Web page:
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NCJ Number: 116803 Find in a Library
Title: Chronic Juvenile Delinquency and the 'Suppression Effect': An Exploratory Study
Journal: Journal of Offender Counseling, Services & Rehabilitation  Volume:13  Issue:1  Dated:(1988)  Pages:55-73
Author(s): M Fraser; M Norman
Date Published: 1988
Page Count: 19
Type: Survey
Format: Article
Language: English
Country: United States of America
Annotation: This study measured fear of apprehension and punishment by type of offense for chronic and minor offenders to determine if such fear suppressed juvenile crime.
Abstract: The sample of chronic (four or more juvenile court adjudications) and minor (one appearance only in juvenile court) was compared for 13 offenses using such variables as family involvement and structure, peer involvement, school involvement, previous offenses, and offender perceptions of court sanctions and their relation to certain crimes. The sample was drawn from a 1966 birth cohort of 17-year-olds in a major western metropolitan area. At the end of their delinquent careers, just prior to age 18, the two groups were compared using the National Youth Survey to identify factors that distinguished one-time offenders from multiple offenders, youth with only one felony offense, and youth with at least four felony adjudications. Data showed that the group with only one court involvement was distinguished from the chronic offender group by greater school involvement and friends who were less involved with drugs. All chronic juvenile offenders experienced secure confinement, less involvement in school, and more drug use. However, for more than 30 measures of fear of apprehension and punishment, chronic and minor offender groups differed minimally. Study data did not clearly demonstrate that punishment prevents juvenile delinquency. 50 references, 4 tables. (Author abstract modified)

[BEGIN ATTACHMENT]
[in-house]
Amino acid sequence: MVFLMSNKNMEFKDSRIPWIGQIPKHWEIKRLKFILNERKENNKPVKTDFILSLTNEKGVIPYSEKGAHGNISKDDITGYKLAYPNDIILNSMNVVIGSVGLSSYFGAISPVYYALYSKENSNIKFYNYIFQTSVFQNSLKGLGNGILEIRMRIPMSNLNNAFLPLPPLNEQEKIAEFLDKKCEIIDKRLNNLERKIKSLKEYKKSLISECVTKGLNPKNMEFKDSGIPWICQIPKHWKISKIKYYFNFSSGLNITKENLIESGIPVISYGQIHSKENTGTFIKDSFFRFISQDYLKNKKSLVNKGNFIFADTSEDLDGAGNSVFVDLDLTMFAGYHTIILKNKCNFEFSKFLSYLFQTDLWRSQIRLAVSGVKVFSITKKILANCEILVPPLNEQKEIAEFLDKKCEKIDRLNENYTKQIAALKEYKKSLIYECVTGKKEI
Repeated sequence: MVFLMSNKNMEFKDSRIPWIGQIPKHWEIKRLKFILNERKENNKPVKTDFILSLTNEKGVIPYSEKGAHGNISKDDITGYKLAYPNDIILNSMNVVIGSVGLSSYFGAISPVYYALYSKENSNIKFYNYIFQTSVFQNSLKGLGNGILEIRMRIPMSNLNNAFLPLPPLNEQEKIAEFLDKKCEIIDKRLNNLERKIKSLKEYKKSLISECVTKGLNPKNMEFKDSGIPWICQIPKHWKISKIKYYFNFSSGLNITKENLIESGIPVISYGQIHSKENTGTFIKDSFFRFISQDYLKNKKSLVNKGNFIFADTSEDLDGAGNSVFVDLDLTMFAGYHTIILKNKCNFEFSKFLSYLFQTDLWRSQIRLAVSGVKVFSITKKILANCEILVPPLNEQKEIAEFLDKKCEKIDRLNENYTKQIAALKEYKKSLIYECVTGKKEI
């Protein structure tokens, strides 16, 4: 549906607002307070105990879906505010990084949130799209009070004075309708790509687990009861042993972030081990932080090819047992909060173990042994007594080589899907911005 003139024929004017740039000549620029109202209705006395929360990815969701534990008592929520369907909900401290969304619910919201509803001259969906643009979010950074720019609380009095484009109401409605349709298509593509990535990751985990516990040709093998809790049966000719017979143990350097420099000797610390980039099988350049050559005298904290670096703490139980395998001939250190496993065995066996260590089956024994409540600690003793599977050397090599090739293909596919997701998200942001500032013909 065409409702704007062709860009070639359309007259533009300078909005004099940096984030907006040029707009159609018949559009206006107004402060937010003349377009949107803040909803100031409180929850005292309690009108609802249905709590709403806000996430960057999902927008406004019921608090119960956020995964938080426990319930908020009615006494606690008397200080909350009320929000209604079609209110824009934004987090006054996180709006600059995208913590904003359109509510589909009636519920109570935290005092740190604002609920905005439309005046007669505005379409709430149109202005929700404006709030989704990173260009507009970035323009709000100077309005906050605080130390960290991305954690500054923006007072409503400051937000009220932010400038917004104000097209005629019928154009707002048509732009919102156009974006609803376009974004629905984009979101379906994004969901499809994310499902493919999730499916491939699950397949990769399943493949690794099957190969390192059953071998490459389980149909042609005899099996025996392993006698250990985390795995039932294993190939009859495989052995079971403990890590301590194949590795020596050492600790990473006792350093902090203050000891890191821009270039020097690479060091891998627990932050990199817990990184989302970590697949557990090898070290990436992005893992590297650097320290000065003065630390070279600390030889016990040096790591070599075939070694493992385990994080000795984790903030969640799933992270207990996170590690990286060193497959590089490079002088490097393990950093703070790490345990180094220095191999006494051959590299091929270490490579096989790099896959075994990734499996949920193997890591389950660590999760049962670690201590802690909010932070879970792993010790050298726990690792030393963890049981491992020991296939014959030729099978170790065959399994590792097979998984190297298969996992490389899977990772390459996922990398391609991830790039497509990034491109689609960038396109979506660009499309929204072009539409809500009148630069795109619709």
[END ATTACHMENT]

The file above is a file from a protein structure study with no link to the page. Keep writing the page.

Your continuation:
Main Term(s): Juvenile crime patterns
Index Term(s): Juvenile delinquency prevention; Juvenile first offenders; Punishment
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